US hiring exceeds expectations, as economy adds 261,000 jobs
The unemployment rate increased to 3.7%.
The U.S. added 261,000 jobs in October, exceeding economist expectations and sending a positive signal for the economy days before the midterm elections.
The unemployment rate increased to 3.7%. However, the unemployment has stood between a narrow range of 3.5% and 3.7% since March, according to data from the Bureau of Labor Statistics.
The strongest job gains came in health care, manufacturing and professional and technical services.
The report arrives two days after Fed Chair Jerome Powell announced another jumbo-sized interest rate hike, intensifying the central bank's fight against inflation and stoking fears of a downturn.
The aggressive move is the latest in a string of borrowing cost increases imposed by the Fed in recent months as it tries to slash price increases by cooling the economy and choking off demand. The approach, however, risks tipping the U.S. into a recession and putting millions out of work.
While hiring has slowed from a breakneck pace earlier in the year, the labor market continues to defy recession concerns.
In a statement, President Joe Biden applauded the new data, saying it "shows that our jobs recovery remains strong."
"We're going to do what it takes to bring inflation down," he added. "But as long as I'm president, I'm not going to accept an argument that the problem is that too many Americans are finding good jobs."
The number of job openings increased in September, a sign that the need for workers remains robust, government data released Tuesday showed. However, hiring and people quitting fell slightly in September, suggesting that the demand for labor from employers has begun to ebb.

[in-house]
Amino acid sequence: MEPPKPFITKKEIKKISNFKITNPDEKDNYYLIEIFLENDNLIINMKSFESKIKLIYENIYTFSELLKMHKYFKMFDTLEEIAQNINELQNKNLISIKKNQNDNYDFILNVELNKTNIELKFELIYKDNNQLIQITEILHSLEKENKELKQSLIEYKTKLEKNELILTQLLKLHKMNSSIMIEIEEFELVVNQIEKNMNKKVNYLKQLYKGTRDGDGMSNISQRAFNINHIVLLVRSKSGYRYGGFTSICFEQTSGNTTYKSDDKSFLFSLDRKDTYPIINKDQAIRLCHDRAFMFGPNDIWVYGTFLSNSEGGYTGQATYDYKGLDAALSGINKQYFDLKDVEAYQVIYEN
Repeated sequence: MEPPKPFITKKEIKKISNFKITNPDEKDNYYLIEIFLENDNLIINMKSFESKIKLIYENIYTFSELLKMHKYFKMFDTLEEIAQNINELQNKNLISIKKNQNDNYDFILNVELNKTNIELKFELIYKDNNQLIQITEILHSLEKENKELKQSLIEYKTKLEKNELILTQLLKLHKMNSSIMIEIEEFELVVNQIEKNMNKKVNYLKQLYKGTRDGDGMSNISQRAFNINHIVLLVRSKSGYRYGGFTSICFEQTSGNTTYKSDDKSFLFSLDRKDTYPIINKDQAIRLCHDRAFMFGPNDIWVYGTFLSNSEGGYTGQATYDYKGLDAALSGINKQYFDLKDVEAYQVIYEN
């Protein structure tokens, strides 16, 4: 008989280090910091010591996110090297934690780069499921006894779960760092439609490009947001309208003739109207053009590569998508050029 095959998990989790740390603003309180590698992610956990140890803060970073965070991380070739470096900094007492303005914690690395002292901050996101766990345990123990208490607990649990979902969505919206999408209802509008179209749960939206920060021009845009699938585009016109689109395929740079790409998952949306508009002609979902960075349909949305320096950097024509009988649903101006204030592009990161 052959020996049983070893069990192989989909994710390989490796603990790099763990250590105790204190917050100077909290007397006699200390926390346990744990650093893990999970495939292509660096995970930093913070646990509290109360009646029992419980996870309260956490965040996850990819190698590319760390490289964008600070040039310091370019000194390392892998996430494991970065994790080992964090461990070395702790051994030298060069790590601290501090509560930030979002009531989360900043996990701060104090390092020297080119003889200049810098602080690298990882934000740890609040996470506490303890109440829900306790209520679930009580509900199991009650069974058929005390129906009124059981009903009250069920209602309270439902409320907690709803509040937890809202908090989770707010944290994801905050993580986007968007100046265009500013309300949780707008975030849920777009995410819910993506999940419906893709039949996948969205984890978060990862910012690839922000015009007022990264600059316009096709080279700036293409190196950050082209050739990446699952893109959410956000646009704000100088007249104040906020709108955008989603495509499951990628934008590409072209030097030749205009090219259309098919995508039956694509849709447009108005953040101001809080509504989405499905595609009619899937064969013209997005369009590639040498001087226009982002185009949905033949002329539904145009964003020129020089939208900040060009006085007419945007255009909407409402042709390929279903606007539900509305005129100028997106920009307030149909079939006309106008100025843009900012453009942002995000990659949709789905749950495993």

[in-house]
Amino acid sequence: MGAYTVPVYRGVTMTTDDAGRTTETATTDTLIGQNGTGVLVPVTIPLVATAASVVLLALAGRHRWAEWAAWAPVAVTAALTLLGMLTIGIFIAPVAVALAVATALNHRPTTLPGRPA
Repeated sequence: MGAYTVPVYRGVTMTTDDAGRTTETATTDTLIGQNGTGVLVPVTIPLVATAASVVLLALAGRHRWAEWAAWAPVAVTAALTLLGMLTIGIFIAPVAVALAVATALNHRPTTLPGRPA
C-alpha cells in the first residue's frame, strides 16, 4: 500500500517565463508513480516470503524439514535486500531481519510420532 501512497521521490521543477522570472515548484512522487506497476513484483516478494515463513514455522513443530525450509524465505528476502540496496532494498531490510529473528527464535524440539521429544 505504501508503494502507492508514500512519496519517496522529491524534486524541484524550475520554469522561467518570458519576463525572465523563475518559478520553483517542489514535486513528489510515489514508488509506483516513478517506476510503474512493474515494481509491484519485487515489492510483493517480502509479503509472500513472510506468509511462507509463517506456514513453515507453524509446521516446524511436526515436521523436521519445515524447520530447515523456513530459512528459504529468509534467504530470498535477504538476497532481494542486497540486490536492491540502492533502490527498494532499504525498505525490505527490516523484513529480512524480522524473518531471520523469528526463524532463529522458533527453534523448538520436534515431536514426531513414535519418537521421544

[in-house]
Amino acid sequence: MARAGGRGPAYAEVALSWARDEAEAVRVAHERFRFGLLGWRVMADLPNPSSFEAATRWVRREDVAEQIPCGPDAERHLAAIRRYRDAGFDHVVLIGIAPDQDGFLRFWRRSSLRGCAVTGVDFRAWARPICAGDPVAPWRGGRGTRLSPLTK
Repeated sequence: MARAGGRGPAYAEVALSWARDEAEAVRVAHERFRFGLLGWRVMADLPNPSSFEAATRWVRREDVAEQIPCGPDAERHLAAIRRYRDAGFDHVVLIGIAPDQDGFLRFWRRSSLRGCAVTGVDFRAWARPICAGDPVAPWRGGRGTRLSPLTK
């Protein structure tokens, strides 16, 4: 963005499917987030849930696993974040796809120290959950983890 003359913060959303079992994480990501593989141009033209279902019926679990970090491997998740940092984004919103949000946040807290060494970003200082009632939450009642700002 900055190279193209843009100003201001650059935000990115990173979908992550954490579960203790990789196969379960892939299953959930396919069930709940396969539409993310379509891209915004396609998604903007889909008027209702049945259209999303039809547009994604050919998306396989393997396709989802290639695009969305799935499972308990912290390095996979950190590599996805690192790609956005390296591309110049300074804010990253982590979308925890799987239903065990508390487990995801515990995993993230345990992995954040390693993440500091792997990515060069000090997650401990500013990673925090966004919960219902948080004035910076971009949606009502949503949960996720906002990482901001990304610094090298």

While strong, the hiring in October falls well below the typical jobs added over a given month in 2022. Monthly job growth has averaged 407,000 thus far in 2022 versus 562,000 per month in 2021, the jobs data on Friday showed.
While some data points to an economic slowdown, a government report released last month showed significant economic growth over three months ending in September.
U.S. gross domestic product grew 2.6% over that period; by contrast, economic activity shrank a combined 2.2% over the first six months of the year.
Inflation, however, remains a top concern for federal policymakers.
As of September, the most recent month on record, consumer prices rose 8.2% in the last 12 months. The figure marks a slight decline from some previous months but hovers at a 40-year high.
When facing high inflation, policymakers fear what's referred to as a price-wage spiral, in which a rise in prices prompts workers to demand raises that help them afford goods, which in turn pushes up prices, leading to a self-perpetuating cycle of runaway inflation.
However, the jobs report on Friday is the latest to ease such concerns. Average hourly earnings rose 4.7% over the past year, well below the inflation rate and a decline from 5% year-over-year wage growth the previous month.